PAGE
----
Every once in a while, a study is released comparing health care in the United States to health care in other countries. Despite the fact that we are the wealthiest nation in the world, and that we have one of the most technologically advanced health care systems in the world, there are inevitably some measures by which we lag other developed nations. We have come to expect that: no one denies that our health care system has problems with cost and access; and no one denies that there are certain groups within our society — bounded by poverty and self-destructive lifestyles — for whom our health care system is woefully inadequate. Those are problems we need to address — and solutions upon which so far we cannot agree.
But when by some measure our health care system trails the undeveloped world, that attracts attention.
A recent report ranked the United States behind Cuba in infant mortality. Nicholas Kristof of The New York Times used that fact as a springboard for a broad and derisive critique of our market-based system. I agree with much of his diagnosis (and disagree with much of his prescription), but oddities in the way infant mortality is calculated in various countries makes it a dubious and slippery statistic upon which to hang a robust assessment of our current performance. I sent this to him to make that point, and to make the more general point that reporters are rarely either careful or critical enough when writing about the results of statistical studies.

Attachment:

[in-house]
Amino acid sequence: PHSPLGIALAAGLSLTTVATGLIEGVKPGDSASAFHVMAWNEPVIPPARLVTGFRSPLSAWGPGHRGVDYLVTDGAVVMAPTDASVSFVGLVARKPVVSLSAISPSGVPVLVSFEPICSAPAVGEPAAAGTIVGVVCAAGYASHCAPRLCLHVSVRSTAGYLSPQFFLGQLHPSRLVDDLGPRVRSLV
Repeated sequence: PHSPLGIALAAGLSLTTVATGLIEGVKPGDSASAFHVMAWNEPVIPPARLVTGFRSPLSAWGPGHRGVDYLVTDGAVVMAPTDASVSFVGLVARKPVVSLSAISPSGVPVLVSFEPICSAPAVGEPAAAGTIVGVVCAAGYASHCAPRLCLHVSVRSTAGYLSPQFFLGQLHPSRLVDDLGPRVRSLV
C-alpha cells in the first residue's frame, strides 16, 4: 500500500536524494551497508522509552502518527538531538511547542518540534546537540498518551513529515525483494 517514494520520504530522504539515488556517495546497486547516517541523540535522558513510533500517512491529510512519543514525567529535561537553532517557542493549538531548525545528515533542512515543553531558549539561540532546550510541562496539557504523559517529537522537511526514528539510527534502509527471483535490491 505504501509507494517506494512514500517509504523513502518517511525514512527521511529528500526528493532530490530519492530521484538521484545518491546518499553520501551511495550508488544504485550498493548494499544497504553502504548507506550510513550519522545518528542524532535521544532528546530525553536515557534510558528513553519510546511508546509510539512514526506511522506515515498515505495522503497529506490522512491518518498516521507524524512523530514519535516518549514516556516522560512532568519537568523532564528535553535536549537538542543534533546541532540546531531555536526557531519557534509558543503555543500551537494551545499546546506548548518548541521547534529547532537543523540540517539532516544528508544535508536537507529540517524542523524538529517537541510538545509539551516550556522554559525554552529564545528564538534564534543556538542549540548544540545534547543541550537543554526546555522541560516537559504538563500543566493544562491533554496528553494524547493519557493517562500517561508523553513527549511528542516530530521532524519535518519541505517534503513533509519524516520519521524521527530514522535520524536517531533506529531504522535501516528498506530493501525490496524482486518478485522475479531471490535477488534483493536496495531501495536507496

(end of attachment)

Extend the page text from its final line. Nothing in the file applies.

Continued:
12 January 2005
It may well be that there are unconscionable disparities in pre-natal care (and medical care in general) between the haves and the have-nots in this country that should be addressed. However one should be very careful using relative infant mortality rates to compare the United States to other countries in making the case for such disparities.
My wife uses medical research, among it the results of statistical studies like those that report infant mortality, to help biotech and medical companies decide where there are medical needs (and yes, market opportunities) for their research and their products. She has frequently mentioned the difficulty in trying to draw clear conclusions from infant mortality data because the methodologies for collecting it — and even the notion of what constitutes an infant death — vary so widely around the world.